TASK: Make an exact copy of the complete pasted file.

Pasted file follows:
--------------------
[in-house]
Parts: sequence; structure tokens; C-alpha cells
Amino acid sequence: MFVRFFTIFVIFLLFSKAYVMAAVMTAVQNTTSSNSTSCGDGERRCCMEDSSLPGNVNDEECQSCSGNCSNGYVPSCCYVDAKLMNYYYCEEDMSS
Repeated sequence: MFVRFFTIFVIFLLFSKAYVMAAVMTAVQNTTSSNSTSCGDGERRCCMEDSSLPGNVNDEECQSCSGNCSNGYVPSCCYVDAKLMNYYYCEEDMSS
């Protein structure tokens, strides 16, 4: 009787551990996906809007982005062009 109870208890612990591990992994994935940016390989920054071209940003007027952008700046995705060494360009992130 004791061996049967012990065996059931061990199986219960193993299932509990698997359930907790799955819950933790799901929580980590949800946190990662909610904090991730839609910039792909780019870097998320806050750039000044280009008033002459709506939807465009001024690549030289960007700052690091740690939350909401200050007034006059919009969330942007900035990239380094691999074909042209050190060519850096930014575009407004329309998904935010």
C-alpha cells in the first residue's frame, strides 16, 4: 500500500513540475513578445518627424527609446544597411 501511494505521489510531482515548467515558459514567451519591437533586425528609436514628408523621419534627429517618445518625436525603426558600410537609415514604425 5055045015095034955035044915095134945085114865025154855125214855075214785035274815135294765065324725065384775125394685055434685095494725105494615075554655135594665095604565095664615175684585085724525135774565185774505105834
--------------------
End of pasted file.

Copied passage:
[in-house]
Parts: sequence; structure tokens; C-alpha cells
Amino acid sequence: MFVRFFTIFVIFLLFSKAYVMAAVMTAVQNTTSSNSTSCGDGERRCCMEDSSLPGNVNDEECQSCSGNCSNGYVPSCCYVDAKLMNYYYCEEDMSS
Repeated sequence: MFVRFFTIFVIFLLFSKAYVMAAVMTAVQNTTSSNSTSCGDGERRCCMEDSSLPGNVNDEECQSCSGNCSNGYVPSCCYVDAKLMNYYYCEEDMSS
């Protein structure tokens, strides 16, 4: 009787551990996906809007982005062009 109870208890612990591990992994994935940016390989920054071209940003007027952008700046995705060494360009992130 004791061996049967012990065996059931061990199986219960193993299932509990698997359930907790799955819950933790799901929580980590949800946190990662909610904090991730839609910039792909780019870097998320806050750039000044280009008033002459709506939807465009001024690549030289960007700052690091740690939350909401200050007034006059919009969330942007900035990239380094691999074909042209050190060519850096930014575009407004329309998904935010």
C-alpha cells in the first residue's frame, strides 16, 4: 500500500513540475513578445518627424527609446544597411 501511494505521489510531482515548467515558459514567451519591437533586425528609436514628408523621419534627429517618445518625436525603426558600410537609415514604425 5055045015095034955035044915095134945085114865025154855125214855075214785035274815135294765065324725065384775125394685055434685095494725105494615075554655135594665095604565095664615175684585085724525135774565185774505105834